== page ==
EDINBURG — Francisco Guajardo is passionate about the history of the Rio Grande Valley.
There is an excitement that overcomes him as he speaks to Jerry and Janet McVey of Donovan, Illinois, about the early pioneers of South Texas.
He stands before a display on the second floor of the Museum of South Texas History in front of a quote by Álvar Núñez Cabeza de Vaca, the Spanish explorer who is the first European to see and document the Rio Grande River.
The quote comes from de Vaca’s published account, “Relación,” about his experiences from 1528-1536 when he explored North America.
In “Relación,” de Vaca mentions the native people of South Texas, saying, “These people love their offspring the most of any in the world, and treat them with greatest mildness.”
Guajardo, chief executive officer of the museum, believes that the quote perfectly captures the spirit of the people of the Valley.
Jerry and Janet appear to agree with Guajardo.
The Illinois couple were visiting the Museum of South Texas History on Saturday morning for the 30th annual Pioneer and Ranching Crafts Day, an event that featured music, food, demonstrators in costume and living history demonstrations.
“It’s a good way to connect what I think is historical about this region with an understanding of how we are today,” said Guajardo. “In many ways, it is an event that is a bridge event — a bridge to the past. A bridge where people can celebrate themselves, who they are as historical beings and who they are as people from the Valley, or who they are as visitors who may try to find a deeper understanding of this place that they visit. We bring out the arts. We bring out the historical artifacts. We bring out the galleries and the museum.”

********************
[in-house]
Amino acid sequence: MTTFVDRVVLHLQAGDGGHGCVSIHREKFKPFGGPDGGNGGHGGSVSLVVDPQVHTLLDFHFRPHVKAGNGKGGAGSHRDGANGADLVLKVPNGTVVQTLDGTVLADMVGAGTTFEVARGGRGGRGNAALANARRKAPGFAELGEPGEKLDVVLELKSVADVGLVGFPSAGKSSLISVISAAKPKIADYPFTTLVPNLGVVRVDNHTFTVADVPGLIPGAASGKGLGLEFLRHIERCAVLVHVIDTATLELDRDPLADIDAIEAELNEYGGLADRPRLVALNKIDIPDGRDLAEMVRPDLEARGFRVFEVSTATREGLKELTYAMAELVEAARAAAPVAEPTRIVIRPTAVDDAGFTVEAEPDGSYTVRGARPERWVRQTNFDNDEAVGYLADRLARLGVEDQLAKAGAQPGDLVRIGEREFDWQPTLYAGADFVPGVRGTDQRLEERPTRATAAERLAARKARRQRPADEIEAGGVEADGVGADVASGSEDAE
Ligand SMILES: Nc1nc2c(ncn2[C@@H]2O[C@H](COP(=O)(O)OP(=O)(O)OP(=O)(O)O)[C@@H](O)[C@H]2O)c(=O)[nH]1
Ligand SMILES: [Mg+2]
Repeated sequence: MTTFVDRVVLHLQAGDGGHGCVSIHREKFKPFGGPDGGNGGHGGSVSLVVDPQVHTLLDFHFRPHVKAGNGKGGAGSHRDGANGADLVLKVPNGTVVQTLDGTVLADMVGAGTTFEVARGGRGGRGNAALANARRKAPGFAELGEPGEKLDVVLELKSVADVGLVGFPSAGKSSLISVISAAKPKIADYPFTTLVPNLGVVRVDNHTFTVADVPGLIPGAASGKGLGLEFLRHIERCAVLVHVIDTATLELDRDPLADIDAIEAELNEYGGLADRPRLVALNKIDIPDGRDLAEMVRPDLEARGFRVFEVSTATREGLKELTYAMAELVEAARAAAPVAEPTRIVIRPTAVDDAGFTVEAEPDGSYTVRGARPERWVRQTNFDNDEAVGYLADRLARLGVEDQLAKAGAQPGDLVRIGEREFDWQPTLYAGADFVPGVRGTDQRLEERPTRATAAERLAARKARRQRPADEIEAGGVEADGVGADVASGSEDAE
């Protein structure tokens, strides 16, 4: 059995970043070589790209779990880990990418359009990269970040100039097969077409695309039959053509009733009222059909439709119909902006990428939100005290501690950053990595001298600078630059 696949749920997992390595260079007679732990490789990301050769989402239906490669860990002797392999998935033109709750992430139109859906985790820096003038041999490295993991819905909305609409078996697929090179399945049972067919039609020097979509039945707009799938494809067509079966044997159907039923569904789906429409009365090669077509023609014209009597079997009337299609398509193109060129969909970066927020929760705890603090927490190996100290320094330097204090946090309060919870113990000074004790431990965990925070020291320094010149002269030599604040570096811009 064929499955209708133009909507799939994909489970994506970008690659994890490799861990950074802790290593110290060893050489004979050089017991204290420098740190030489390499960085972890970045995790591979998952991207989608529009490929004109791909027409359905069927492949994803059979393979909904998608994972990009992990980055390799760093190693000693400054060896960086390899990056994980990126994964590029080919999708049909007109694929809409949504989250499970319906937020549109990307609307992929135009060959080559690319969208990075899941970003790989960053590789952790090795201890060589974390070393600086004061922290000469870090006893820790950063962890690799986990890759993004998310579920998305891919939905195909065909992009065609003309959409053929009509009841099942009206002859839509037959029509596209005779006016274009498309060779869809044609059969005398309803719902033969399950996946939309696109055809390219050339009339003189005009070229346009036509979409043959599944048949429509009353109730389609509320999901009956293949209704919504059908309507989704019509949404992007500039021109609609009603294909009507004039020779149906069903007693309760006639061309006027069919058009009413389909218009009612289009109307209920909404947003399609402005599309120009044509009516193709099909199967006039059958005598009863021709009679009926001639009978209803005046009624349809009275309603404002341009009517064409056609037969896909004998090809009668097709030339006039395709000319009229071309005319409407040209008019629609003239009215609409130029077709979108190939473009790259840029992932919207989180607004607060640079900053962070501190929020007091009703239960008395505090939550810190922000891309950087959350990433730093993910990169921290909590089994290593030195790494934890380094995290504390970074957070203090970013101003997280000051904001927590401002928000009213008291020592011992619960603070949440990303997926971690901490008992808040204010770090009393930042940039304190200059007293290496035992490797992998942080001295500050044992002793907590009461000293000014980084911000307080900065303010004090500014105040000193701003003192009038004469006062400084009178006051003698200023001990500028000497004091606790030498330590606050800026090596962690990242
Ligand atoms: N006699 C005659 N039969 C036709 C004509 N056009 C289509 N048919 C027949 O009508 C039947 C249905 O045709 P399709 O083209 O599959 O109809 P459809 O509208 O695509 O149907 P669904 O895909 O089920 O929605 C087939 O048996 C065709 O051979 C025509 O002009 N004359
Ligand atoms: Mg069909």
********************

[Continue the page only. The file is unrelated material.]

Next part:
Among the artifacts on display were guns and rifles dating back to the Texas Revolution and the Civil War.
Don Drefke of McAllen describes himself as a Texas history aficionado. Dressed in Civil War garb, he shared his knowledge and love of his historical gun collection with visitors to the museum.
“I’m just trying to present this old but of history for people,” said Drefke, who has also volunteered at the Palo Alto Battlefield for roughly 10 years. “Lots of people are interested in guns. I’ve been doing this for about 20 to 30 years at least. I come every year. It’s a good event.”
Ann and John Giovanazzi of Grandview, Iowa, attended the event dressed as Buffalo Bill and Louisa Cody.
“We do reenactments here in the Valley when we’re here for the winter. We also do them in Le Claire, Iowa in the spring and the summer,” said Ann, who said it was her second time attending the event.. “We’re just here volunteering here today for the museum and kind of floating around and talking with people about history and Buffalo Bill’s life and what it was like in pioneer days.”
“I hope (visitors) get a lot of the education and learn some new things, and kind of get interested in some stuff that happened in their past and how fun it is to relive that,” Ann continued.
Steve Stark of Winterset, Iowa said that he heard about the museum from some friends, and he decided to finally visit the museum when he found out about the event.
“I’m not a history aficionado, but the older I get, the more interesting it is,” Stark said.
It is this growing interest in history that Gutierrez hopes to share with visitors to his museum.
“I hope people take away a greater sense of humanity,” Gutierrez said. “That is to say, how is it that people here have been humane and good and productive? How is it that people here have a history, have stories to tell? Stories of, on one hand struggle, but also perseverance and triumph. It’s a good people. These are hardworking people who love their offspring and treat them with greatest mildness. This is what we’re about.”